From the case study, it is possible to assert that the pressure for performance is very high, and this has resulted to the emergence of unethical behaviors that are a threat to the existence of the company; hence the score for this pressure is 5. It is important to note that a company that experiences growth normally attracts the attention of its employees and the market that it operates under (Vom et al,. 2015). In this case study, Property Millionaires has increased in value and it is making extensive growth, as a result it has caught the attention of its managers and employers. To keep up with the growth, the company has hired a large number of consultants, and some of them are not well-qualified, to handle the business model of the company (Eden and Ackermann 2013). However, because compensation is based on the performance of the consultants, there is a lot of pressure from these consultants to work hard and achieve positive results (Simons 2014).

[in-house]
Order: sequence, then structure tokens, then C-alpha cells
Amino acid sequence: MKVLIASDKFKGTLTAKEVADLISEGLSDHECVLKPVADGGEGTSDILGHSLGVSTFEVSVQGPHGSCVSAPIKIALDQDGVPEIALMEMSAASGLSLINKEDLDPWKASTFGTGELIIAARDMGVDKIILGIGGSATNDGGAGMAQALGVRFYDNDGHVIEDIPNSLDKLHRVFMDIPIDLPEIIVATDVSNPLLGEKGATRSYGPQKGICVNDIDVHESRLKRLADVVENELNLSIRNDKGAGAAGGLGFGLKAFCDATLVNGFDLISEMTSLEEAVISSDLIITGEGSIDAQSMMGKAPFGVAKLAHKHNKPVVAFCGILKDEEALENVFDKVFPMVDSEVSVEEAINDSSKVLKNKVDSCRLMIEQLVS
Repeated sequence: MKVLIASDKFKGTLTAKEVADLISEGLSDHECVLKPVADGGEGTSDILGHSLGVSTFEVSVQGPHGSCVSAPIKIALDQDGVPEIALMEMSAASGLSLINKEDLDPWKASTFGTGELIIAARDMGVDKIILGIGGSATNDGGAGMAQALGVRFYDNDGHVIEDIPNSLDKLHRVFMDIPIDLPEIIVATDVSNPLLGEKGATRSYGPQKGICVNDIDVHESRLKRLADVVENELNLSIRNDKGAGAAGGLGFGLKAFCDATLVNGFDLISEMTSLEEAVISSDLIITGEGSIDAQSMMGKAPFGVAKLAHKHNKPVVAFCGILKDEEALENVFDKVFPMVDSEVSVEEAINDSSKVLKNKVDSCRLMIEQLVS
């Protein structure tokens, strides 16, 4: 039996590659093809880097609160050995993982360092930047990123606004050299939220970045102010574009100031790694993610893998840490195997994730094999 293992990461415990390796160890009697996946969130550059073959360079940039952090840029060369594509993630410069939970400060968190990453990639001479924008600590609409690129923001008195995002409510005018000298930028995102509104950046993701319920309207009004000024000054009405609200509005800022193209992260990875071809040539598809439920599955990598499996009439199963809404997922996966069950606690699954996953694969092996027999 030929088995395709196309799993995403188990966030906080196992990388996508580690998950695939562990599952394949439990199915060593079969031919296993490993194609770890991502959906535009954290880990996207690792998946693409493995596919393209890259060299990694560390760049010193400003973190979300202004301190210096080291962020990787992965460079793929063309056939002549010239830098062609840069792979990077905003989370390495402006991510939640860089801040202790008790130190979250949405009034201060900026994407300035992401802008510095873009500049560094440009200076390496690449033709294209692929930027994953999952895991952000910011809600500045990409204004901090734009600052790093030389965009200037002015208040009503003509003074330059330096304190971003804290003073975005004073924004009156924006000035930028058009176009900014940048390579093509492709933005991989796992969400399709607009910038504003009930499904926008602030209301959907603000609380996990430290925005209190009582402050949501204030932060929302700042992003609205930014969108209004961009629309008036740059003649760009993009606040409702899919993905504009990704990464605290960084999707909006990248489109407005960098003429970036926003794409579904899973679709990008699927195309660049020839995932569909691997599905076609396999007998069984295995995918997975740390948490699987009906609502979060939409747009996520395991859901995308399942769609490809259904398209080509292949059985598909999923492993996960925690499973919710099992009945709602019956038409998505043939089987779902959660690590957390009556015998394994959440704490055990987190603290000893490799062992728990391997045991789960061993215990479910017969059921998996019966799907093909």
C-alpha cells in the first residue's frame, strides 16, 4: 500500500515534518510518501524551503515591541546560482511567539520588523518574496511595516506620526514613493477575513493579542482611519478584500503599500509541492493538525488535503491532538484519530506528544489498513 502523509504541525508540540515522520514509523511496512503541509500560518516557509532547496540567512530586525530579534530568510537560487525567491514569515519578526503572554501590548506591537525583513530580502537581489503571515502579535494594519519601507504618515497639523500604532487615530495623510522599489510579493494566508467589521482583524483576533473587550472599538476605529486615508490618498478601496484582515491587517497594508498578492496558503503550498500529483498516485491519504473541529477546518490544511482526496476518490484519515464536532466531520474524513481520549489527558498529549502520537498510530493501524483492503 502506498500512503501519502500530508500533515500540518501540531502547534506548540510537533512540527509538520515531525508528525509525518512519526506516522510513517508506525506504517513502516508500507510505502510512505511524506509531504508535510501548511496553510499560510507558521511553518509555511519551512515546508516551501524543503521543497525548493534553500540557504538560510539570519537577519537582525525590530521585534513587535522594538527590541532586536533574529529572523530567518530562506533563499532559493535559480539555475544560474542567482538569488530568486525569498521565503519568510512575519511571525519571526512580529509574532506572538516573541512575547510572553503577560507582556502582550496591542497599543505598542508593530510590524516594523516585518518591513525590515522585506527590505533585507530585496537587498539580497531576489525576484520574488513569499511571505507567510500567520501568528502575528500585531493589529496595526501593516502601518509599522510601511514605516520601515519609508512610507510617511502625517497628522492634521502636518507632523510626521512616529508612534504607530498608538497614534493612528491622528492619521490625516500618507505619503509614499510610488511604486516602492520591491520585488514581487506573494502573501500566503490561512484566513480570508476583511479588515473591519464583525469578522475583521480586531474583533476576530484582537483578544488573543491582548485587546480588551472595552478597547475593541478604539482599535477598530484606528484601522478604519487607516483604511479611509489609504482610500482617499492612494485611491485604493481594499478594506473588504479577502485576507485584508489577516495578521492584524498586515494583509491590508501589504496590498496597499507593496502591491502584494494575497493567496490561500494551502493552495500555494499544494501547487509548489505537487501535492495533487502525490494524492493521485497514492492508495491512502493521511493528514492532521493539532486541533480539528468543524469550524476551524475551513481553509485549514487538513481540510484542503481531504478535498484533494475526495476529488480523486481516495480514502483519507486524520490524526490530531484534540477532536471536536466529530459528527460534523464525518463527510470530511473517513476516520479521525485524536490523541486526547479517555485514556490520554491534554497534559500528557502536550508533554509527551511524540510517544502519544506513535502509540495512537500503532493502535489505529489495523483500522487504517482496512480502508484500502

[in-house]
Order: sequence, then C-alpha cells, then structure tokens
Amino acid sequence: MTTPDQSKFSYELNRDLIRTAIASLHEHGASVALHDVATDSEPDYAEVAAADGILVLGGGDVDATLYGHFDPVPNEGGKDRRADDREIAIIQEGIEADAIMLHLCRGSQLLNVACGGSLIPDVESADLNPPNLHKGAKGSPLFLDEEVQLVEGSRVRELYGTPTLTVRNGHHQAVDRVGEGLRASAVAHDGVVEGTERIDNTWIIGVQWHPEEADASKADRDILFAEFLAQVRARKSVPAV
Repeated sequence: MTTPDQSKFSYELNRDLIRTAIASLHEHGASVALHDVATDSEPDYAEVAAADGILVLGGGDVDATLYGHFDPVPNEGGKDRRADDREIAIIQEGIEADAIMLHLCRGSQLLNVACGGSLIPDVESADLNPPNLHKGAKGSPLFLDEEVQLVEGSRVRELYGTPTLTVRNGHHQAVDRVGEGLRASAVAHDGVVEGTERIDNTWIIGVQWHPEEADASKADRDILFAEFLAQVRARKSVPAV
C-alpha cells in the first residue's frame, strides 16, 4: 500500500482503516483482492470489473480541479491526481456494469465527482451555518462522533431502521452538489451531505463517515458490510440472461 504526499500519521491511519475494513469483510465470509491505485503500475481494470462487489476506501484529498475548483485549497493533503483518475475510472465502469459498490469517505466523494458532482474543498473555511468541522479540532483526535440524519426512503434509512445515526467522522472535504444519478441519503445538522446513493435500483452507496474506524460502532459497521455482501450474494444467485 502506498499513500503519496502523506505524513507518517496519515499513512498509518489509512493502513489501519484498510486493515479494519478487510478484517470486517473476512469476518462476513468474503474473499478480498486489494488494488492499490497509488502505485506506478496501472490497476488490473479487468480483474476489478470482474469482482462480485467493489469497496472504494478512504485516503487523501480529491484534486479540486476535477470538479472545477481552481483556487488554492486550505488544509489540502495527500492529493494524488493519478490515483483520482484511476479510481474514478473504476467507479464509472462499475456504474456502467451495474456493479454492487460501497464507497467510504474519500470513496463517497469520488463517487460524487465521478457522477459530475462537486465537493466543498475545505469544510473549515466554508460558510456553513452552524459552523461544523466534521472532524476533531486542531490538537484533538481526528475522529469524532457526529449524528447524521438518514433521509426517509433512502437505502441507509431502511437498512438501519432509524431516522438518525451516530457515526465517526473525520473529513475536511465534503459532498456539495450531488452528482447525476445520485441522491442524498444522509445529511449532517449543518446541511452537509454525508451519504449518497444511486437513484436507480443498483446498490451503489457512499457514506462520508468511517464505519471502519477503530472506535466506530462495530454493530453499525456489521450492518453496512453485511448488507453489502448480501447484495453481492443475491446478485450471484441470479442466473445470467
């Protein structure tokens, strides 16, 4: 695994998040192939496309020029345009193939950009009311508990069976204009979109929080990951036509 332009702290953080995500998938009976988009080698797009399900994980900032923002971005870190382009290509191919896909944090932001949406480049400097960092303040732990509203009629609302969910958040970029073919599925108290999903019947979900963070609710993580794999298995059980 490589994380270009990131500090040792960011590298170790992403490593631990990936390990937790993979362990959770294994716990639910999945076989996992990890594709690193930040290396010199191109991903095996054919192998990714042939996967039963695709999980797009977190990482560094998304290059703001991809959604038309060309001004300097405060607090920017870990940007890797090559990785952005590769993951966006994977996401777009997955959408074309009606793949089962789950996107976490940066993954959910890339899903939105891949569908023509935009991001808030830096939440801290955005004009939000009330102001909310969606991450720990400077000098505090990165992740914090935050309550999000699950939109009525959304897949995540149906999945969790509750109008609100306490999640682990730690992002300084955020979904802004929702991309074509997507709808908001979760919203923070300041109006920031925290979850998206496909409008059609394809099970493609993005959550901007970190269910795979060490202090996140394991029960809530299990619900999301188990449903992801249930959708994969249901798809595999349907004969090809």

Furthermore, the decision by regional managers to have a special treatment for high ranking consultants is a major factor that is responsible for increasing the rates of competition amongst consultants, who go to an extent of using unethical means for purposes of attracting new customers for the organization (Carroll and Buchholtz 2014). For instance, customers complained that they were treated well before becoming customers of the organization, but after agreeing to become customers, the rates of service was poor and unacceptable (Jennex, Smolnik and Croasdell 2014). This has emerged because of the high pressure to succeed that is placed on consultants, who will use all means in their possession, including unethical means for purposes of succeeding.